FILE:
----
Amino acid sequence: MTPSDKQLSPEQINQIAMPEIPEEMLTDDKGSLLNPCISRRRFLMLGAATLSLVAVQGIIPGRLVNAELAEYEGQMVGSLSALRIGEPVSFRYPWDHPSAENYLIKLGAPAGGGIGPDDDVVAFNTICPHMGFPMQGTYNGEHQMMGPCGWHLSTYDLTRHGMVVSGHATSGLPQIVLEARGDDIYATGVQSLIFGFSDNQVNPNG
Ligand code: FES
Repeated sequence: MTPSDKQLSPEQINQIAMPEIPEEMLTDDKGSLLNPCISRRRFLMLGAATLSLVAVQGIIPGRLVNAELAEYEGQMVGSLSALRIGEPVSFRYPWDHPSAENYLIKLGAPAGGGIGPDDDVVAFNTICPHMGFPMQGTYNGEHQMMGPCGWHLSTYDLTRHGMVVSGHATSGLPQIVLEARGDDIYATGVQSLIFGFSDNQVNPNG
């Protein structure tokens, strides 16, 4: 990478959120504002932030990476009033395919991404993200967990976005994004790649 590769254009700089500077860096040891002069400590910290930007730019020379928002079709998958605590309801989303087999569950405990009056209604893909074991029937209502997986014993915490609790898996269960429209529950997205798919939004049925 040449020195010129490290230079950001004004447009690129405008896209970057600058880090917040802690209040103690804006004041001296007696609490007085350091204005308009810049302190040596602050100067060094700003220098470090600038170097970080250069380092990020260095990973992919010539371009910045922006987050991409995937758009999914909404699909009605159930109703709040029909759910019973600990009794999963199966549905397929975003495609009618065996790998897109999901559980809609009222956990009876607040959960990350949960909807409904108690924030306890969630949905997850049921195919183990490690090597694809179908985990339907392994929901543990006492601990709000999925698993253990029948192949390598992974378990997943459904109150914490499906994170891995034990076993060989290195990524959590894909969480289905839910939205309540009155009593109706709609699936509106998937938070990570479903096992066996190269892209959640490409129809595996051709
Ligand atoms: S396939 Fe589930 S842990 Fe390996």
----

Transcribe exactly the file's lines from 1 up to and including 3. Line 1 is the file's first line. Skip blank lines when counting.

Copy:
Amino acid sequence: MTPSDKQLSPEQINQIAMPEIPEEMLTDDKGSLLNPCISRRRFLMLGAATLSLVAVQGIIPGRLVNAELAEYEGQMVGSLSALRIGEPVSFRYPWDHPSAENYLIKLGAPAGGGIGPDDDVVAFNTICPHMGFPMQGTYNGEHQMMGPCGWHLSTYDLTRHGMVVSGHATSGLPQIVLEARGDDIYATGVQSLIFGFSDNQVNPNG
Ligand code: FES
Repeated sequence: MTPSDKQLSPEQINQIAMPEIPEEMLTDDKGSLLNPCISRRRFLMLGAATLSLVAVQGIIPGRLVNAELAEYEGQMVGSLSALRIGEPVSFRYPWDHPSAENYLIKLGAPAGGGIGPDDDVVAFNTICPHMGFPMQGTYNGEHQMMGPCGWHLSTYDLTRHGMVVSGHATSGLPQIVLEARGDDIYATGVQSLIFGFSDNQVNPNG